Sunday, April 23, 2017

Aparajita Dutta writes

You, your Theory and  I
I met your theory,
I was jogging in the lake.
The morning zephyr paraded
Along the literature review,
Lifting a second
To summon my desire.
Vāk left me alone,
A prize for my diligence.

I simpered as I learnt
The methodology;
The leaves soaked their petals
In the energy of your analysis.
I could see those late-nights,
Reviews scratched in red
and a tired laptop screen.

Your belitrism tormented me,
The theory's gaze
Made me aware
Of my upcoming menstrual cycle;
I felt the sweat of your lips
In your rendition
Of the psyche of the universe.
The words traveled
Touching my abdominal cramps
And my breasts felt lighter.
But my shoulders were distraught,
Writing allegations against Vāk,
a trick that was deployed
Without taking the consent
Of my spinal cord,
My marred heart took your theory,
Depriving me
Of the joy that perhaps
Could have been mine;
When I met your theory,
Jogging in the lake
And Vāk left us alone
To nurture an intellect in need.

Vak (pronounced as Vaak) is the Goddess of the hymn, Devisukta (it's a hymn of Rigveda). She is the seer herself and the deity too. According to the hymn, Vaak or the word is the origin of all creations. A word once uttered can never be destroyed. 

 Vac – Hindu Goddess of Speech.  Ruler of sound and the spoken word, Vac is the patroness of writers, teachers, and artists.  She is the source of creation, the sacred word which was the beginning of all existence and all knowledge upon the earth.  Vac is the personification of thoughts manifesting into reality. She is identified with Sarasvati.:

1 comment:

  1. When, uttering words which no one comprehended, Vak, Queen of Gods, the Gladdener, was seated, / The heaven's four regions drew forth drink and vigour: now whither hath her noblest portion vanished?
    The Deities generated Vak the Goddess, and animals of every figure speak her. / May she, the Gladdener, yielding food and vigour, the Milch-cow Vak, approach us meetly lauded.
    --Rigveda 8.100
    Vac -- the "mother of the Vedas," the goddess of speech, the ruler of sound and the spoken word, the source of creation, the sacred word which was the beginning of all existence and all knowledge upon the earth, the personification of thoughts manifesting into reality, the patroness of writers, teachers, and artists -- enters into the inspired poets and visionaries and gives expression and energy to those she loves. "Vac," in the early books of the "Rigveda," referred to cosmic sound, envisioned as feminine; as the earliest sound, Vac was mentioned as the source of language (words some hear but don't understand) in "Rigveda" 10.71.1-4:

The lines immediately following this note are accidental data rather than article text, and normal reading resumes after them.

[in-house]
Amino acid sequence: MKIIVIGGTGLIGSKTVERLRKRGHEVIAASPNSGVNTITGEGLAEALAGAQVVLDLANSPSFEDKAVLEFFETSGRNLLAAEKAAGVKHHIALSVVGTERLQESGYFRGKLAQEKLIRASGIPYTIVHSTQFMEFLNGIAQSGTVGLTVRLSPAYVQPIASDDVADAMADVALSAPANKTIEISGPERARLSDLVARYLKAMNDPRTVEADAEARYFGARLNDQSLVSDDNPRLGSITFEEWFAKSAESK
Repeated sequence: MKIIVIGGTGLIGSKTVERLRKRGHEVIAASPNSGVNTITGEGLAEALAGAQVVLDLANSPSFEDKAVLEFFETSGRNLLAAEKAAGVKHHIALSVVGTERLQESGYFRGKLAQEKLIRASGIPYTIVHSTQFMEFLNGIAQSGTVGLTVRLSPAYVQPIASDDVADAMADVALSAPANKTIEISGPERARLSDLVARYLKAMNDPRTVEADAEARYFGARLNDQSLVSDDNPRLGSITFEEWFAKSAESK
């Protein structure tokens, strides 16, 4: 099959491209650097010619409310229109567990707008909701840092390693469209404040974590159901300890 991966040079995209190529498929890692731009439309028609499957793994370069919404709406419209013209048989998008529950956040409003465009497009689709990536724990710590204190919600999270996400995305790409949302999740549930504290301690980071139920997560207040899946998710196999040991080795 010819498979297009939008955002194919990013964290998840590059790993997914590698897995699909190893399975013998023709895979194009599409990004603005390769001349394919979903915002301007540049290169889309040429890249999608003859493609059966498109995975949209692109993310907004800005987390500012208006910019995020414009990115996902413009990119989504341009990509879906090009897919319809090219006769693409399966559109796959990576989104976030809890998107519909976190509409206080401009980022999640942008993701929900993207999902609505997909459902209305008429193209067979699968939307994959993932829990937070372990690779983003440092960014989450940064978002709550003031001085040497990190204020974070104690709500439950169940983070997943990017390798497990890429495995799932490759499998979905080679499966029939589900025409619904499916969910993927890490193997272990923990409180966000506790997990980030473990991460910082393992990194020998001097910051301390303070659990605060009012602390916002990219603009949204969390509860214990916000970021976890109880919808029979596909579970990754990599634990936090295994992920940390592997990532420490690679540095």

When men..., giving names to objects, sent out Vak's first and earliest utterances / All that was excellent and spotless, treasured within them, was disclosed through their affection.
    Where, like men cleansing corn-flour in a cribble, the wise in spirit have created language, / Friends see and recognize the marks of friendship: their speech retains the blessed sign imprinted.
    With sacrifice the trace of Vak they followed, and found her harbouring within the Rishis. / They brought her, dealt her forth in many places: seven singers make her tones resound in concert.
    One man hath ne'er seen Vak, and yet he seeth: one man hath hearing but hath never heard her. / But to another hath she shown her beauty as a fond well-dressed woman to her husband.
    Elsewhere in the "Rig Veda" she was the consort of Indra, the king of the gods, but in later sources, such as the "Padma Purana," she was the wife of Kashyapa (Vision), the oldest of the seven ancient rishi (sages) [but, in various texts he had many wives: in the "Ramayana," the eight daughters of Brahma's son Daksha ("competent"), created from his right thumb; in the "Mahabharata" and "Vishnu Purana" to Daksha's 13 daughters; from these daughters of Daksha he was the father of all gods, demons, humans, living creatures, and the empirical universe itself] She was also the mother of emotions and of the Gandharva, the male partly-animal spirits who sang and played music for the gods and acted as messengers between the gods and humans.


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